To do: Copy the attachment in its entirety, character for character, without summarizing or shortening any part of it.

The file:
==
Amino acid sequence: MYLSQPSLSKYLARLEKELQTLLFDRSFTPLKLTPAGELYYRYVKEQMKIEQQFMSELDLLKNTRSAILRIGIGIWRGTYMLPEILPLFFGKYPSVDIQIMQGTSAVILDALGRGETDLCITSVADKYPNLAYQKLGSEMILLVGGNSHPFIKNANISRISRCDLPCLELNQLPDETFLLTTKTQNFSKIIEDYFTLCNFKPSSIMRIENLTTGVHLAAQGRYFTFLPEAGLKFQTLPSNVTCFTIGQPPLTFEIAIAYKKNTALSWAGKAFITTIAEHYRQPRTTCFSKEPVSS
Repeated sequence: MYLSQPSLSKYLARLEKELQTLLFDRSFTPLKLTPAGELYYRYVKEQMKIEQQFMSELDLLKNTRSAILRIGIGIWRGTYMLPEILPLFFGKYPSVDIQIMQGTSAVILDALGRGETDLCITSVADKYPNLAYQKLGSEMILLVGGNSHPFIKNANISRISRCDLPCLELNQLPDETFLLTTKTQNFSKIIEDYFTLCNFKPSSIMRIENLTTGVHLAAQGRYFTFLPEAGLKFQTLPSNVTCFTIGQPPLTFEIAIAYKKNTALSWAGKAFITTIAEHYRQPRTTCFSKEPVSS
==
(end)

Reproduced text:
Amino acid sequence: MYLSQPSLSKYLARLEKELQTLLFDRSFTPLKLTPAGELYYRYVKEQMKIEQQFMSELDLLKNTRSAILRIGIGIWRGTYMLPEILPLFFGKYPSVDIQIMQGTSAVILDALGRGETDLCITSVADKYPNLAYQKLGSEMILLVGGNSHPFIKNANISRISRCDLPCLELNQLPDETFLLTTKTQNFSKIIEDYFTLCNFKPSSIMRIENLTTGVHLAAQGRYFTFLPEAGLKFQTLPSNVTCFTIGQPPLTFEIAIAYKKNTALSWAGKAFITTIAEHYRQPRTTCFSKEPVSS
Repeated sequence: MYLSQPSLSKYLARLEKELQTLLFDRSFTPLKLTPAGELYYRYVKEQMKIEQQFMSELDLLKNTRSAILRIGIGIWRGTYMLPEILPLFFGKYPSVDIQIMQGTSAVILDALGRGETDLCITSVADKYPNLAYQKLGSEMILLVGGNSHPFIKNANISRISRCDLPCLELNQLPDETFLLTTKTQNFSKIIEDYFTLCNFKPSSIMRIENLTTGVHLAAQGRYFTFLPEAGLKFQTLPSNVTCFTIGQPPLTFEIAIAYKKNTALSWAGKAFITTIAEHYRQPRTTCFSKEPVSS